Downhill Skiing

Nothing beats the fog in the valley like a day at the ski resort. Our area has relatively mild winters but moisture in the mountains produces nice fluffy, dry snow. You won't absolutely freeze on the way up the lift, and the way down doesn't sound like a snow cone machine. Though resorts in our area aren't numerous, it keeps the lines manageable and the runs numerous.

Cross Country Skiing

The word remote comes to mind when researching and writing about cross country skiing in the Blue Mountains. Definitely a sport for those with an adventurous spirit and endurance wouldn't hurt either. Don't be alarmed if you are the first tracks on fresh snow, so make sure to ski prepared. Enjoy the quiet of the forest as juxtaposition to the often chaos of winter holidays.

Snowshoeing

If you aren't quite ready to give up hiking, consider strapping on a pair of showshoes and getting back out there. Take advantage of crisp, mountain air and clear, blue skies. It is an easy piece of equipment to throw in the back of the truck on the way to fall release or barrel tasting weekends. With so many Forest Service roads available, there are a plethora of trail possibilities.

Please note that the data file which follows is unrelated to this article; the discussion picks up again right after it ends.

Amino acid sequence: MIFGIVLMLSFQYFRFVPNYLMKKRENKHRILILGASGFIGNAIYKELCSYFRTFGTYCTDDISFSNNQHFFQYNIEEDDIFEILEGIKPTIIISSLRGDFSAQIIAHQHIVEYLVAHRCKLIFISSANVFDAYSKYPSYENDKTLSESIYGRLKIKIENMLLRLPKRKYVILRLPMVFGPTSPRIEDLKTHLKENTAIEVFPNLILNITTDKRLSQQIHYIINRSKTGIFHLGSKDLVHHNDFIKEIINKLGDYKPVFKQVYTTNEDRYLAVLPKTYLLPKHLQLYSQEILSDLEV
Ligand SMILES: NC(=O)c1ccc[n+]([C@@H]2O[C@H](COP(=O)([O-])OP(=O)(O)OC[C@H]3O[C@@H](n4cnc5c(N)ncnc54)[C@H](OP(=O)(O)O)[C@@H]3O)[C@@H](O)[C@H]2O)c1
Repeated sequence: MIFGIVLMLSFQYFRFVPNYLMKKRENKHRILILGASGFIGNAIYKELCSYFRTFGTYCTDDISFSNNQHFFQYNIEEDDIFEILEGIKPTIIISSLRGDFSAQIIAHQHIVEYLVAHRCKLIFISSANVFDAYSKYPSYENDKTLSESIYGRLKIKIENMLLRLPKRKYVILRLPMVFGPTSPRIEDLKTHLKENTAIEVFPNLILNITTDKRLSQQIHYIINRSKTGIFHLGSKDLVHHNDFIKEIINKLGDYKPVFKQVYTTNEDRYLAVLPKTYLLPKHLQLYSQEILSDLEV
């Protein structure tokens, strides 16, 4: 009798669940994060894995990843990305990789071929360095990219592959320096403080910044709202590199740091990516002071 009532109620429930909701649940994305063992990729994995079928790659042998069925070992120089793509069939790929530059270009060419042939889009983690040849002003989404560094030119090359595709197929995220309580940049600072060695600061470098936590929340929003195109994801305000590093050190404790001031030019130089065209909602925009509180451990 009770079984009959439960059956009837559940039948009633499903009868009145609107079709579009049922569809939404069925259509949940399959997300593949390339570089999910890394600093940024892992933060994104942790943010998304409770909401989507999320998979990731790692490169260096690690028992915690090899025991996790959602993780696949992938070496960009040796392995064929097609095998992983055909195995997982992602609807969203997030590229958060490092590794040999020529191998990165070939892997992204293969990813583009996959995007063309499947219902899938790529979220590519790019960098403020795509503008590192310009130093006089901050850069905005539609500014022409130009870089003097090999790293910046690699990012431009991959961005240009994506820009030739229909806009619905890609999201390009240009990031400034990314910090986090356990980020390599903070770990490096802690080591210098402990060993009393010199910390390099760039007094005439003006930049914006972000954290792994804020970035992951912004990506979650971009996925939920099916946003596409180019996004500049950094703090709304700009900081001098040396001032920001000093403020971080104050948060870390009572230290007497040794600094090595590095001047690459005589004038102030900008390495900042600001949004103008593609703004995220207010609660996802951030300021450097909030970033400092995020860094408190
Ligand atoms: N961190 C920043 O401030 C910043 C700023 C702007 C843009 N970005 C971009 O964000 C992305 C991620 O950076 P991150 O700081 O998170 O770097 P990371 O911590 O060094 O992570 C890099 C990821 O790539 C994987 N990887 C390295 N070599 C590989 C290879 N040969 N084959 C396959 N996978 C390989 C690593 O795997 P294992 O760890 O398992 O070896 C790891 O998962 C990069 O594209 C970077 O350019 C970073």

Sledding

Who doesn't love sledding? Fun in the snow; not a huge investment; great for the whole family; and actually a decent cardio workout. There are a few hills in town that will meet all those needs, but if next level sledding is your thing, we have a few suggestions for you. Grab your helmet, hand warmers, and maybe even a first aid kit and go sledding.